Strategies to combat alcohol abuse
Sir, – In calling for support for his Public Health (Alcohol) Bill, Minister for Health Simon Harris suggested that “Trojan horse” arguments were being used to obstruct effective legislation aimed at tackling Ireland’s serious alcohol problems (“Law on minimum alcohol pricing may pass in next session”, August 29th).
A Scottish study on alcohol abuse published two years ago showed that over 13,000 deaths, which occurred in Scotland between 2002 and 2011, were directly caused by bad alcohol drinking habits.
What was particularly shocking about that report was the statistical correlation between the number of drinking licences issued by local authorities in an area and the significantly increased number of alcohol-related deaths within those associated catchment areas. That study demonstrated that whereas hospital admission rates for alcohol-related illness were constant in neighbourhoods with fewer than six off-licences and nine pubs within a 10-minute walk, the admission statistics more than tripled when there was an increase in the number of outlets selling alcohol. In particular the study highlighted that off-licences were a leading contributor to alcohol abuse and illness, as was the practice of shopping outlets using alcohol as a loss-leader in discounting competition among stores. It will come as no surprise that the highest number of deaths were in the poorest communities.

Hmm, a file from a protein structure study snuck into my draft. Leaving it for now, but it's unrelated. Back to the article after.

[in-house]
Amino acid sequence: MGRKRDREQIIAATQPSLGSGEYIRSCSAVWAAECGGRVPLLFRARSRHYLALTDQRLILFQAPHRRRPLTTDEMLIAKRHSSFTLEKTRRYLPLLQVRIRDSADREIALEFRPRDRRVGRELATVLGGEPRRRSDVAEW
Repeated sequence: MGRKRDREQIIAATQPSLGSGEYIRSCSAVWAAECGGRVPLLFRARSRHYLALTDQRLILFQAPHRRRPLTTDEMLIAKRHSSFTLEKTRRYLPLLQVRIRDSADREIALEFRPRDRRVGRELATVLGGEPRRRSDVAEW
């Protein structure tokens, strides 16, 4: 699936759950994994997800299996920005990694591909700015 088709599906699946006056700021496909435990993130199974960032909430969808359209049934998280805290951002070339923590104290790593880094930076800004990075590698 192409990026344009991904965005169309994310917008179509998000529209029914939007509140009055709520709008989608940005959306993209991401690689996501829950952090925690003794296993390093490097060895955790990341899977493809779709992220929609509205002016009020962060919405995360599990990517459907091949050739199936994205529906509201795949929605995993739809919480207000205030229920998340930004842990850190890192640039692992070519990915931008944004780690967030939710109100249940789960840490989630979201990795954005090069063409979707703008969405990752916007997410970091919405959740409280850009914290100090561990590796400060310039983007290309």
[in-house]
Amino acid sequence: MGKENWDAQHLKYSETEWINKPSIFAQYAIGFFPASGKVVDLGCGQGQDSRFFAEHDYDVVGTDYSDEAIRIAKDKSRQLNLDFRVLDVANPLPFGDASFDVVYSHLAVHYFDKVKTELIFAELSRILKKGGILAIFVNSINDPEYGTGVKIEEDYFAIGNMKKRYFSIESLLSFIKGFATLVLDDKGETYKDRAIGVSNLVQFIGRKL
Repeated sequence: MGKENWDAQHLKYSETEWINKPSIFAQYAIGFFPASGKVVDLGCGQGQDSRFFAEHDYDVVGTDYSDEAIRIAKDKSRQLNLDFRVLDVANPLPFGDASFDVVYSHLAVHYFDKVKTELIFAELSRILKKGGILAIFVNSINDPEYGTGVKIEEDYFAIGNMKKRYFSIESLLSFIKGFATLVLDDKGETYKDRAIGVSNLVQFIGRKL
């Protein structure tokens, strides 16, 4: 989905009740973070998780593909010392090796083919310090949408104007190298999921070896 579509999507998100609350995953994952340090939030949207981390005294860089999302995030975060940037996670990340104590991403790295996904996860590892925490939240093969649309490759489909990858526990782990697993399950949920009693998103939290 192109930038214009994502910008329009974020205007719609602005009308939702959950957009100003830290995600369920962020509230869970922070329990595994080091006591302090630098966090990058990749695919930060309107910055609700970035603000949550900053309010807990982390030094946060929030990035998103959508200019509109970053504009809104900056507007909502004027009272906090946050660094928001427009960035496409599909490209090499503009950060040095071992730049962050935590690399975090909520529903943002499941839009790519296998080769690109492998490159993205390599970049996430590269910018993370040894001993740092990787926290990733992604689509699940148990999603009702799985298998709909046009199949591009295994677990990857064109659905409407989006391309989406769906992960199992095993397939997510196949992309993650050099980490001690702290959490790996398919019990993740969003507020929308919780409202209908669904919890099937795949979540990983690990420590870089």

I have not seen a similar study published in Ireland, but given the very close social and cultural connections between Scotland and Ireland, it would be highly likely that similar patterns and statistics apply here. In supporting Mr Harris’s alcohol legislation Bill, I hope that the Minister also impresses upon his county council colleagues that local planning authorities should be aware of the links between numbers of licensed alcohol retail outlets and alcoholism, and therefore ensure more coherent health related planning strategies to combat our epidemic of alcohol abuse. – Yours, etc,
Dr VINCENT KENNY,
Knocklyon, Dublin 16.